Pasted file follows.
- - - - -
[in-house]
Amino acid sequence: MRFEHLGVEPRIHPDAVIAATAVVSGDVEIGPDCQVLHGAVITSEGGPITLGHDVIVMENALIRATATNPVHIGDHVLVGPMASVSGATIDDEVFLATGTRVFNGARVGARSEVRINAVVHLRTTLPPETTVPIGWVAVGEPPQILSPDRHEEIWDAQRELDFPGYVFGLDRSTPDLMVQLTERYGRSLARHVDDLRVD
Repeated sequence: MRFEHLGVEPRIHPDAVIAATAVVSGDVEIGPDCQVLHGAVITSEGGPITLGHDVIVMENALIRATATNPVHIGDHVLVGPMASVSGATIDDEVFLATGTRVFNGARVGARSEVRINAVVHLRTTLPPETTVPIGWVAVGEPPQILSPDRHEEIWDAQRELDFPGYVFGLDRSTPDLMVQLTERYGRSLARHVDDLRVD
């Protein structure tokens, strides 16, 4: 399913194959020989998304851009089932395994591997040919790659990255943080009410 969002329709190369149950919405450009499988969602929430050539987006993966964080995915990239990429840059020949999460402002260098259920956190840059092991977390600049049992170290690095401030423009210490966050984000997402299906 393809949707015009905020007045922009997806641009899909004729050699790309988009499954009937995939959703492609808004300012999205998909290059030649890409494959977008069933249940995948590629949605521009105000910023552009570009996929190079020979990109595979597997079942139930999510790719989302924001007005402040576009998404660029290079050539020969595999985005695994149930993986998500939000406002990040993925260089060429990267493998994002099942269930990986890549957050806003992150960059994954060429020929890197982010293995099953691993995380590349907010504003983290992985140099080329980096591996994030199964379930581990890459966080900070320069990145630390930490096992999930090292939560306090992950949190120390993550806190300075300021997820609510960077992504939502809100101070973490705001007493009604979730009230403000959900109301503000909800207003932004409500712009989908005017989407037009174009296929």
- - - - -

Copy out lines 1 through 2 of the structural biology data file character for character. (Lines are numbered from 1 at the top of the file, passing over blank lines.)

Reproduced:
[in-house]
Amino acid sequence: MRFEHLGVEPRIHPDAVIAATAVVSGDVEIGPDCQVLHGAVITSEGGPITLGHDVIVMENALIRATATNPVHIGDHVLVGPMASVSGATIDDEVFLATGTRVFNGARVGARSEVRINAVVHLRTTLPPETTVPIGWVAVGEPPQILSPDRHEEIWDAQRELDFPGYVFGLDRSTPDLMVQLTERYGRSLARHVDDLRVD